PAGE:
PIC68 Project - Williams Pinball CPU Diagnostics Module

A module that can test Williams, Data East, Classic Stern and Bally CPU boards

Link to Previous Page (Original Williams CPU Tester)

If the CPU board under test is unable to run the ROM code, diagnosis is almost impossible.  As a result, I decided to build a test system that does not rely on the resources on the CPU board (except for power) in order to diagnose the board.  This would take the form of a module that plugs into the board at the location of the CPU chip, and it would communicate to a user via a serial interface.  The user would be able to read and write any register location, and this info can be used to find out what the problem area of the board is.

Since the processor essentially bridges the above mentioned serial connection and the CPU board's bus, it would also be in principle possible to control the entire machine from another computer.  One example is a computer running Pin MAME, or one could rewrite the rule set in a new language.  I calculate that one could achieve at least 2500 bus read/writes per second, and this would be fast enough to scan the lamp and switch matrix, and write to the solenoids and sound processor.

Layout of the board that forms the diagnostic module.
It plugs into the CPU board at the processor chip's location.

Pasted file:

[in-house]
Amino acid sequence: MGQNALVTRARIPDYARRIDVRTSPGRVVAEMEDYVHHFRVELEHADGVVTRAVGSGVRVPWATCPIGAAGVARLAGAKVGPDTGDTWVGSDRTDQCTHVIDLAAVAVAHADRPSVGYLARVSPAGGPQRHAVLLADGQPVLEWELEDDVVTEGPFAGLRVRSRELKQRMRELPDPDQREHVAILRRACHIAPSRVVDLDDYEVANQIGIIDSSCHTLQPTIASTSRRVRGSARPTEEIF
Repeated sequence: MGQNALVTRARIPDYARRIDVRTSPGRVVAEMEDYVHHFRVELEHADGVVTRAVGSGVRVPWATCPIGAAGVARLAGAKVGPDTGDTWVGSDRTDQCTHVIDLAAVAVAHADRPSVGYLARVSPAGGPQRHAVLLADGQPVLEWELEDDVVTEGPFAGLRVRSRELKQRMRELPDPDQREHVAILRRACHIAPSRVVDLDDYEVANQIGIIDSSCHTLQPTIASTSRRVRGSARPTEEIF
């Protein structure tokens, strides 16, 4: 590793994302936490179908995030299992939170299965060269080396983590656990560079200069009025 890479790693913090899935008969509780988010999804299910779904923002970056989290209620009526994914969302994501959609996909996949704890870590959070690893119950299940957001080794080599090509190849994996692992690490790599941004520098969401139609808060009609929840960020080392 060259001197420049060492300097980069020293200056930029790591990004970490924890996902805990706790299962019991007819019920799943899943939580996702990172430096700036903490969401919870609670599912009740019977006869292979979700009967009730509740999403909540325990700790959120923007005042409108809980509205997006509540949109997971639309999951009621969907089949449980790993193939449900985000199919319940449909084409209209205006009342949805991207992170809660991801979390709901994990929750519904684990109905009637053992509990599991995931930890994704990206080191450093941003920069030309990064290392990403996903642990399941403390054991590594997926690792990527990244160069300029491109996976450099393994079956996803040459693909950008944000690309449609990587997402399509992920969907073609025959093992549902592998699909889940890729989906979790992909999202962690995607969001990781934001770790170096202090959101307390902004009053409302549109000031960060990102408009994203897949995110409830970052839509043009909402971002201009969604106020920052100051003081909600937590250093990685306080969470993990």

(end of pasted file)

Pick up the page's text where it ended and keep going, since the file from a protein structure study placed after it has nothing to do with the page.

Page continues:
Test Module Design
My choice for the processor is the 40-pin PIC.  This has sufficient I/O and program space to do the job.  Essentially, the PIC and board emulates the pinout of the 6800/6802/6808 CPU chip, and can thus manipulate the address, data and control lines to read the registers and memory chips on the board.  I also decided to make this small board compatible with the 68B09 chip, and as a result, this module can be used to diagnose a variety of Williams, classic Bally and Stern, and Data East CPU boards.  In addition, some Williams sound boards also use these processors.

The module has an RS232 shifter, and plugs into the serial port of a computer.  Using this interface, the user can navigate menus and display data such as the results of tests and memory dumps.  As mentioned above, low-level reads and writes are also possible via this interface.